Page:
President Concerned with Campaign Against Charleston

March 12, 1863

President Lincoln has long been preoccupied with the joint naval-army campaign against Charleston.  Secretary of the Navy Gideon Welles writes in his diary that Admiral Samuel “Du Pont is getting as prudent as McClellan; is very careful; all dash, energy, and force are softened under the great responsibility.  He has a reputation to preserve instead of one to make.”

[Chief Engineer] Stimers arrived this morning and read to me the minutes of a council held on board the Wabash.  The army officers were present, and it is plain they were a drawback on naval operations.  Talk of beginning the attack on Charleston by an assault on the sand-batteries at the mouth of the harbor instead of running past them.  Of obstructions and torpedos little is know, but great apprehensions are entertained.  Stimers is sent up to get more ironclads and another raft.  The President came in, and the whole subject was recounted.  His views and mine are alike.  To delay for the objects stated till April will be to postpone to May.  Expressed ourselves very decidedly, and told Stimers to hurry back.

Talked over the subject of Rebewl privateers building in England.  Said to the President and Mr. Seward I thought England should be frankly informed that our countrymen would not be restrained from active operations if Great Britain persisted in making war on our commerce under Confederate colors.

Historian Brooks D. Simpson writes of Lincoln’s preoccupation with the capture of Vicksburg: “Privately, however, Lincoln worried.  Repeatedly he sought information about matters in the West once inquiring, ‘Do Richmond papers have any thing about Vicksburg?’  He considered sending Benjamin F. Butler to the Mississippi to report on the situation – and a week later Stanton drafted orders directing Butler to supersede Grant.   In March, the administration decided on a course of action.  Lacking reliable and disinterested sources of information about Grant and his command.  Lincoln and Stanton decided that if they could not see things for themselves, they could choose someone to serve as their eyes and ears.  Charles A. Dana, a former newspaper editor who was now a troubleshooter for the War Department, seemed ideal for the task.  Stanton sent him west on the pretense that he would be investigating how paymasters performed in the West: Grant had already complained that his men were not being paid on time, so the general might not suspect the true import of Dana’s mission.  Receiving his orders on March 12, Dana immediately headed to Memphis.”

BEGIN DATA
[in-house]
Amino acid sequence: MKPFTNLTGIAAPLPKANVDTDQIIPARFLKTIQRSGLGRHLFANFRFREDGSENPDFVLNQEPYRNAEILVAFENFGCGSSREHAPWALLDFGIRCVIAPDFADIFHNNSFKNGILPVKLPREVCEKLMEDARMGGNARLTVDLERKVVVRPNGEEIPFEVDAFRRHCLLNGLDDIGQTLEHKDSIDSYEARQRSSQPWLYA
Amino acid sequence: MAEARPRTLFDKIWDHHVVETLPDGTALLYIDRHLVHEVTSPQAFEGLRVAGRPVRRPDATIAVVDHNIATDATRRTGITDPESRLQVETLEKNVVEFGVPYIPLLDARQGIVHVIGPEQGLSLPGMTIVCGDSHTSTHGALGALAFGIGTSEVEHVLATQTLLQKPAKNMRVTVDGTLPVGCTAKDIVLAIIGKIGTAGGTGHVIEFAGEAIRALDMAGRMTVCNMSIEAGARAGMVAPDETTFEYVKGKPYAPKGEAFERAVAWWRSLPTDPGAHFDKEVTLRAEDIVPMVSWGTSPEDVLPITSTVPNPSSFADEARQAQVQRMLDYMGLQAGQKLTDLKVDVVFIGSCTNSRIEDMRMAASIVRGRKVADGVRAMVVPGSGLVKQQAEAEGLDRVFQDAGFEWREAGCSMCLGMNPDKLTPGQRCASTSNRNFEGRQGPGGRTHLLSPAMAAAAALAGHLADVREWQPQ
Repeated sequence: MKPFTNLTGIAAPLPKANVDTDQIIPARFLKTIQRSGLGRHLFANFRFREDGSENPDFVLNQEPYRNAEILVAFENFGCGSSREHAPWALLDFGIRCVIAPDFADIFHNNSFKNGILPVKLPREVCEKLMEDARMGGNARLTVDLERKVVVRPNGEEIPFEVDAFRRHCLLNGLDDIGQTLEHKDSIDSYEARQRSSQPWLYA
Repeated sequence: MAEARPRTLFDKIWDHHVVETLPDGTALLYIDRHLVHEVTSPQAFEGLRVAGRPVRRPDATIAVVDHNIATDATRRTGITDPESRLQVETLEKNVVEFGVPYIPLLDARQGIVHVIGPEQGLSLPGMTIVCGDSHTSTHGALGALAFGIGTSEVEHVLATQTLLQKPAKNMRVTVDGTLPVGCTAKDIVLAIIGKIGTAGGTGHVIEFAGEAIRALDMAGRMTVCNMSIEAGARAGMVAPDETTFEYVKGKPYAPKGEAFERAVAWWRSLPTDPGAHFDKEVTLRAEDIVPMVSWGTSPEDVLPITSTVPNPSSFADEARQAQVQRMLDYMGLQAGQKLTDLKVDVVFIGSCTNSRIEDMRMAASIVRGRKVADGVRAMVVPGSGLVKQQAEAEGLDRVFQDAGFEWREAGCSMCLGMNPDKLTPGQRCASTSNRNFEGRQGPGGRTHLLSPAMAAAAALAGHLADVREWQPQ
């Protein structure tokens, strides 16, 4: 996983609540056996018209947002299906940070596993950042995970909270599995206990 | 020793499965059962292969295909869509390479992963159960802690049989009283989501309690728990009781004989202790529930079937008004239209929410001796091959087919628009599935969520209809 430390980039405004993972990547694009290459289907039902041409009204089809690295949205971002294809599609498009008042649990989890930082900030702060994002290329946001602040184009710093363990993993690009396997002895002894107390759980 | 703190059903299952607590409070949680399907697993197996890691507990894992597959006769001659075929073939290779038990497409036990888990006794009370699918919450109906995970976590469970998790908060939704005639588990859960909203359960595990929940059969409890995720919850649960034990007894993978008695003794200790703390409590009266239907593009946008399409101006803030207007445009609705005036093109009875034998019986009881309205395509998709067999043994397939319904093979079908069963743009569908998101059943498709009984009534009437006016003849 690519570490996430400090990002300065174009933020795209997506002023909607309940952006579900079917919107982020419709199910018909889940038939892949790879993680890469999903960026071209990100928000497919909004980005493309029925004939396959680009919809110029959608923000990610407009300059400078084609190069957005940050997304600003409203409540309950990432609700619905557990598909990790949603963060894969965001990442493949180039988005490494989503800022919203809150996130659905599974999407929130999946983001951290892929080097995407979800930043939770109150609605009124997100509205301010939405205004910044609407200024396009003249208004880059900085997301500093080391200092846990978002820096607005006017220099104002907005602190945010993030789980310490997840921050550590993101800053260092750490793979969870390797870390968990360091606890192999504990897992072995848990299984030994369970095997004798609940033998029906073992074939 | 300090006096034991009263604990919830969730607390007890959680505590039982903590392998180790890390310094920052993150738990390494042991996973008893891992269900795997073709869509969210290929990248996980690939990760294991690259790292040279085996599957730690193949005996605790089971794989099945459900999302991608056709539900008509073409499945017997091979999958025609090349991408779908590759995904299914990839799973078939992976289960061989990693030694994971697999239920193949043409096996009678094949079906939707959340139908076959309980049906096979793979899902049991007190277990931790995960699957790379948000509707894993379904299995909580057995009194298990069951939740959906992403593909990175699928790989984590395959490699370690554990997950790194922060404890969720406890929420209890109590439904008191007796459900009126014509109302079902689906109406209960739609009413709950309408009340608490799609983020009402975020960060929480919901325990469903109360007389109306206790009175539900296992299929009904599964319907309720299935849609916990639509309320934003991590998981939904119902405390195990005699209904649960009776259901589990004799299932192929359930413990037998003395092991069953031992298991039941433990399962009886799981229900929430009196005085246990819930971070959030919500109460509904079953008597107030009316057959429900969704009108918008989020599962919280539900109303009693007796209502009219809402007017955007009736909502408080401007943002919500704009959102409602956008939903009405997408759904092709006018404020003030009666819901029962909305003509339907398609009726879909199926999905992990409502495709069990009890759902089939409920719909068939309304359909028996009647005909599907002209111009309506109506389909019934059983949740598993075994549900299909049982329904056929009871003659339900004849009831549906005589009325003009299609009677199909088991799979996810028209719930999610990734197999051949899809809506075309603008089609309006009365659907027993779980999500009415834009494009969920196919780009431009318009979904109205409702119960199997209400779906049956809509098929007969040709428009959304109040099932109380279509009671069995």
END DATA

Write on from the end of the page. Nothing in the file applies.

President Lincoln writes: “I herewith transmit to the Senate, for its consideration and ratification, a treaty with the chiefs and headmen of the Chippewas of the Mississippi and the Pillagers and Lake Winibigoshish bands of Chippewa Indians.”  The next day, the treaty is ratified.

Presidential secretary John Hay leaves the White House for New York on his way to  Hilton Head, South Carolina “for a two or three weeks’ visit to Gen. [David] Hunter.”

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